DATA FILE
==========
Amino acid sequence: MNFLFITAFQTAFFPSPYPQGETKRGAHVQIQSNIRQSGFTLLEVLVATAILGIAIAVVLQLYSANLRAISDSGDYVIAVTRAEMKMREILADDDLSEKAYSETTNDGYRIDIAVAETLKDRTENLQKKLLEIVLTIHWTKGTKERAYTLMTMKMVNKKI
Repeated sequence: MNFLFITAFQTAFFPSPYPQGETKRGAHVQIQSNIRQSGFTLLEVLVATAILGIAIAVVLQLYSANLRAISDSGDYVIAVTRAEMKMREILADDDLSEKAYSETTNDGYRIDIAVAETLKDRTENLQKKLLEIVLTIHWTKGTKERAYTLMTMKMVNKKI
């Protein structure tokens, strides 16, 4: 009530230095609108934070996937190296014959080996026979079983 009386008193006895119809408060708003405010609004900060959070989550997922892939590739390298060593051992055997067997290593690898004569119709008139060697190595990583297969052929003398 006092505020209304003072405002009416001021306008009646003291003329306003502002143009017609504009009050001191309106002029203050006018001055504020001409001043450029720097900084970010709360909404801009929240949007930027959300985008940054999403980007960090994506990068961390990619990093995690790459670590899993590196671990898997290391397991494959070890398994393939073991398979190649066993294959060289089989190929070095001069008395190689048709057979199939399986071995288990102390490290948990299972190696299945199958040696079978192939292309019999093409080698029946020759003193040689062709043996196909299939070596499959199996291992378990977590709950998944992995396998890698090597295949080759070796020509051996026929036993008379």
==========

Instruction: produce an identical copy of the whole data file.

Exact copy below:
Amino acid sequence: MNFLFITAFQTAFFPSPYPQGETKRGAHVQIQSNIRQSGFTLLEVLVATAILGIAIAVVLQLYSANLRAISDSGDYVIAVTRAEMKMREILADDDLSEKAYSETTNDGYRIDIAVAETLKDRTENLQKKLLEIVLTIHWTKGTKERAYTLMTMKMVNKKI
Repeated sequence: MNFLFITAFQTAFFPSPYPQGETKRGAHVQIQSNIRQSGFTLLEVLVATAILGIAIAVVLQLYSANLRAISDSGDYVIAVTRAEMKMREILADDDLSEKAYSETTNDGYRIDIAVAETLKDRTENLQKKLLEIVLTIHWTKGTKERAYTLMTMKMVNKKI
């Protein structure tokens, strides 16, 4: 009530230095609108934070996937190296014959080996026979079983 009386008193006895119809408060708003405010609004900060959070989550997922892939590739390298060593051992055997067997290593690898004569119709008139060697190595990583297969052929003398 006092505020209304003072405002009416001021306008009646003291003329306003502002143009017609504009009050001191309106002029203050006018001055504020001409001043450029720097900084970010709360909404801009929240949007930027959300985008940054999403980007960090994506990068961390990619990093995690790459670590899993590196671990898997290391397991494959070890398994393939073991398979190649066993294959060289089989190929070095001069008395190689048709057979199939399986071995288990102390490290948990299972190696299945199958040696079978192939292309019999093409080698029946020759003193040689062709043996196909299939070596499959199996291992378990977590709950998944992995396998890698090597295949080759070796020509051996026929036993008379």